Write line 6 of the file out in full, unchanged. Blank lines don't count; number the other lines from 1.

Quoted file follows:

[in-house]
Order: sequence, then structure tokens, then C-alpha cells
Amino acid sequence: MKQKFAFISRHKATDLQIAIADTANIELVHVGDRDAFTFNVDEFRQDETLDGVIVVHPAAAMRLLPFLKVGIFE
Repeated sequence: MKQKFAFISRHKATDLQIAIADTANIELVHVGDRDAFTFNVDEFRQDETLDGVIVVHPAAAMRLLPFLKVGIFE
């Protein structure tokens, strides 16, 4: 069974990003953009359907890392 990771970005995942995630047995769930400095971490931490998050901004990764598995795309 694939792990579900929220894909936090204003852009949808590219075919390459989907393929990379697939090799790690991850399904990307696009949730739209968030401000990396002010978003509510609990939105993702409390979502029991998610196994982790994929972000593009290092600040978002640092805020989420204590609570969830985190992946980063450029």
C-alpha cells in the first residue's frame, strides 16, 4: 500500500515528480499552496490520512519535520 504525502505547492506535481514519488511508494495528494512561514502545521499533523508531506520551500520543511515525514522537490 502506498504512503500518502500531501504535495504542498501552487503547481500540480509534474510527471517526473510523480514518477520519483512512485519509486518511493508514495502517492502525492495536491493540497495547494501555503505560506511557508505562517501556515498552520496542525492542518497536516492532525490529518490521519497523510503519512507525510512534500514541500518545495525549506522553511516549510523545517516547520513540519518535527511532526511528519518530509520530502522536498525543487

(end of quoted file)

C-alpha cells in the first residue's frame, strides 16, 4: 500500500515528480499552496490520512519535520 504525502505547492506535481514519488511508494495528494512561514502545521499533523508531506520551500520543511515525514522537490 502506498504512503500518502500531501504535495504542498501552487503547481500540480509534474510527471517526473510523480514518477520519483512512485519509486518511493508514495502517492502525492495536491493540497495547494501555503505560506511557508505562517501556515498552520496542525492542518497536516492532525490529518490521519497523510503519512507525510512534500514541500518545495525549506522553511516549510523545517516547520513540519518535527511532526511528519518530509520530502522536498525543487